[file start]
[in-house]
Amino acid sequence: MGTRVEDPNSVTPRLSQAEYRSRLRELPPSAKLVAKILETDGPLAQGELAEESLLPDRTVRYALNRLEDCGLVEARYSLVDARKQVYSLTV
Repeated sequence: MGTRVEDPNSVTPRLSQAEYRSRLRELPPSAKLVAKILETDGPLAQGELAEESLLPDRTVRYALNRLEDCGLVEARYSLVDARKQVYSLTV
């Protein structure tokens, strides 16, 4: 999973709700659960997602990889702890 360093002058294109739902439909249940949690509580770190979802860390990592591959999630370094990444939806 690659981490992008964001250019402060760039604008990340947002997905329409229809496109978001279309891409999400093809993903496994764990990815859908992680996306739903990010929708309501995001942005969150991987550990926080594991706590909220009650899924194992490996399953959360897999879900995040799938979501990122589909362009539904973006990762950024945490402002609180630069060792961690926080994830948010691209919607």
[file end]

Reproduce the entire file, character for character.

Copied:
[in-house]
Amino acid sequence: MGTRVEDPNSVTPRLSQAEYRSRLRELPPSAKLVAKILETDGPLAQGELAEESLLPDRTVRYALNRLEDCGLVEARYSLVDARKQVYSLTV
Repeated sequence: MGTRVEDPNSVTPRLSQAEYRSRLRELPPSAKLVAKILETDGPLAQGELAEESLLPDRTVRYALNRLEDCGLVEARYSLVDARKQVYSLTV
């Protein structure tokens, strides 16, 4: 999973709700659960997602990889702890 360093002058294109739902439909249940949690509580770190979802860390990592591959999630370094990444939806 690659981490992008964001250019402060760039604008990340947002997905329409229809496109978001279309891409999400093809993903496994764990990815859908992680996306739903990010929708309501995001942005969150991987550990926080594991706590909220009650899924194992490996399953959360897999879900995040799938979501990122589909362009539904973006990762950024945490402002609180630069060792961690926080994830948010691209919607």